Punctuated Equilibrium Reporting

a quiet spot in a rock-strewn river

Punctuated equilibrium is a concept from evolutionary biology that a couple of public policy researchers have adapted for their study of policy dynamics. Briefly, the idea is that equilibrium, or status quo, dominates. Not much changes from year to year (or generation to generation), but this relative calm is always interrupted by a flurry of activity in which rapid change occurs. Then, back to equilibrium, the way water seeks to be level. All this is much more articulately explained by Frank Baumgartner and Bryan Jones in their book Agendas and Instability in American Politics.

I’m reading the book for a public policy class I’m taking this semester, which I signed up for in order to learn more about what I want to report on. It will serve me well, and I can serve my audiences better, if I understand not just public policies, but how those policies get made. Here’s what I’ve learned so far, and how I think it applies to reporting:

a quiet spot in a rock-strewn river
Cold River, Maine (c) Hilary Niles

Those periods of calm, in between change, only appear quiet. Like a river, beneath the surface are swirling eddies, pools of stillness, broken logs rushing in the current, submerged rocks breaking free from where they were lodged in the banks. In the policy stream, the sub-surface stimuli equate to things like interest groups, party affiliations, new technologies that change our ideas of what’s possible in the world, sudden disruptions from natural disasters or foreign clashes.

It may take hundreds of years for water to wrest a new route out of a river, or for new cultural values to surface as dominant paradigms, but it’s a sure bet: Sooner or later, that river will visibly change, and the critters who live in it or near it will have to adapt to survive.

To cover a beat well, this tells me, don’t be lulled into a false sense of “nothing happening there” by periods in which there is little visible activity in a policy area. Change is inevitable. And it comes, in part, from constant, patient, quiet prodding beneath the surface.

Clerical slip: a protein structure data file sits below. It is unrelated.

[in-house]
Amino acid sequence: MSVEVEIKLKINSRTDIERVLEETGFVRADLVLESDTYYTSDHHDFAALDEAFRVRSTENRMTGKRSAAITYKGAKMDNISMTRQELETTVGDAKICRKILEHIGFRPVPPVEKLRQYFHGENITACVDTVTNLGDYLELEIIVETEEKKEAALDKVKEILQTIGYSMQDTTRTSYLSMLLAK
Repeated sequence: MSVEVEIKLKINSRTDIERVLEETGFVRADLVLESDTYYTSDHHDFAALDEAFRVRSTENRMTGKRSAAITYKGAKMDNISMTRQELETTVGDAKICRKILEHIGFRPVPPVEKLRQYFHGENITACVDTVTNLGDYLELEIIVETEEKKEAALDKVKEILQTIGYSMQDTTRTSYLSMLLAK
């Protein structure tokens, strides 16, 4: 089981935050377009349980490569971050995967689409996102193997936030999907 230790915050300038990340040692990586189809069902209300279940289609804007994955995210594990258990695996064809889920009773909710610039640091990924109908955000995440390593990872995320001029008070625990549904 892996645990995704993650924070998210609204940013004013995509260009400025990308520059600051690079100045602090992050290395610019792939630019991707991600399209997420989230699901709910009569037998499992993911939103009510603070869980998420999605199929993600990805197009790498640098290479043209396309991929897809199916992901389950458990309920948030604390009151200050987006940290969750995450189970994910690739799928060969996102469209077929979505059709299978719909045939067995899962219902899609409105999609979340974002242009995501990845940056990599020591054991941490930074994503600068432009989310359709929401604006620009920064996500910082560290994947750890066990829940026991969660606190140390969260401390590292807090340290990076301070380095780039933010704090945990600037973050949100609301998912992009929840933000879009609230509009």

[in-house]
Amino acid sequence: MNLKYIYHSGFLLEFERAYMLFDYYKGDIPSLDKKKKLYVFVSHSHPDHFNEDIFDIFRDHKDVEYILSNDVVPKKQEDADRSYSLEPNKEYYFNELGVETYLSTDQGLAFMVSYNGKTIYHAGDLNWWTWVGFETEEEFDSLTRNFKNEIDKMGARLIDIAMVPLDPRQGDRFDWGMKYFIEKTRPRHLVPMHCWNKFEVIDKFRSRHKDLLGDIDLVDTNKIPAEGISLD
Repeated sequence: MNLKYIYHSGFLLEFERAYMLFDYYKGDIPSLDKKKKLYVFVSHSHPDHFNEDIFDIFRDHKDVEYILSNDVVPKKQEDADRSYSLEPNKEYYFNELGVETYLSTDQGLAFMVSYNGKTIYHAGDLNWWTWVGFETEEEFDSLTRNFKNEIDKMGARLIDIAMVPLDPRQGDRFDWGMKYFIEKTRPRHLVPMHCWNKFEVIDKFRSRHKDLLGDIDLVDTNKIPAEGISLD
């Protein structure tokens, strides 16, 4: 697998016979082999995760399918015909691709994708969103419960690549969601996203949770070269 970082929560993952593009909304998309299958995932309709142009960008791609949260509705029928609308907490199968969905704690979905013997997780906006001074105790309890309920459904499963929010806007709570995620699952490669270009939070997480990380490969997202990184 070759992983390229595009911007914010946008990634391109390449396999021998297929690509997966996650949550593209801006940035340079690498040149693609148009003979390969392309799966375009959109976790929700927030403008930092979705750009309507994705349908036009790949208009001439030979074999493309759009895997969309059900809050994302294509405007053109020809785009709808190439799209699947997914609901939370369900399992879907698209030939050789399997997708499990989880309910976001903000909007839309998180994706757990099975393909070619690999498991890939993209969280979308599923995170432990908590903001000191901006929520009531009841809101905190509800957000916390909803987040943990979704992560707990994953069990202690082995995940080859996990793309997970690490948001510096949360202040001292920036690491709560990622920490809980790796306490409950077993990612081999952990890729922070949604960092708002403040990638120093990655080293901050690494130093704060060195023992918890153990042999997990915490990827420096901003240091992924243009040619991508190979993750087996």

The equilibrium between punctuations is a time for people who desire change to strategize, test messages, build their cases, recruit supporters and otherwise figure out how to get a foothold from which they can start to control the conversation about a social issue. Once they’re leading or refereeing the dialogue, that’s their chance to shape the policies that address it.

None of this is surprising. It all makes perfect sense. But the more explicit awareness public affairs reporters have of policy processes (learning from people who spend a heck of a lot more time studying it than most of us want to), the more we can recognize the policy stream flowing around us. The more we recognize, the better our chances of noticing when the punctuations between equilibrium are building — and the less likely that we’ll get caught off-guard when forces for policy change breach the surface. The more prepared we are for those moments, the better we’ll be able to report on them.

In other words, if we think of our beat as a river, we want to watch it from the bank, certainly. And it’s good to raft and swim. But we shouldn’t stop there. To tell the river’s story well, we need to understand the forces shaping it. We need to dive in, snorkel, explore.

The Journalist’s Lament

Friday night, while finishing up emails as my story on a possible recall of Fourth Ward Councilman Daryl Dudley was making its way through the copy desk, I asked the newsroom out loud, “Did my description of Dudley’s placid smile make it into the final draft?!”

“Nope,” responded Pavan, my ACE (Assistant City Editor) for the night.

Before my brain had fully formed the question of whether I’d be able to add that one little sentence through the copy desk, Pavan answered — possibly smiling.

“That’s what’s commonly referred to as the journalist’s lament,” he said.

Pavan had had his hands full getting that story out of me in two hours. I had actually wondered at what point he would need to lift the puddle of a story out of my sorry hands and just wrap it up as well as he could. I pictured a variation on an interrogation room, me under the spotlight being questioned by Pavan as he tried to make sense of my notes. This did not help my writing. I started plotting how I could avoid writing on deadline the entire remainder of the semester — again, not helpful.

Taking better notes and managing them better, on the other hand, would help. Here are three lessons I took away from Friday night that I know can help me avoid (although I’m certain it’s inevitable) the journalist’s lament:

  1. Get as many names and phone numbers as I possibly can from people at the event. Don’t just cherry-pick who you think had the most salient points, because you’ll limit the number of quotes you can use (or at least attribute) in your report. And if you can’t attribute them, why bother typing the whole time? Besides, the story will continue so you’ll want all the contacts you can get.
  2. When the meeting’s over, put the laptop away and get out the notebook. I was habituated to the keyboard while sitting down, but of course working the room the machine becomes a liability. Also, I felt like a dork who brought too much equipment and didn’t know how to handle it.
  3. Print my notes out when I get back to the newsroom. Paper is much easier for me to work with — especially when the notes are so scattered — than the screen.
  4. Bonus lesson: Keep putting myself into fast-paced environments so that I have a chance to learn tricks to take notes better.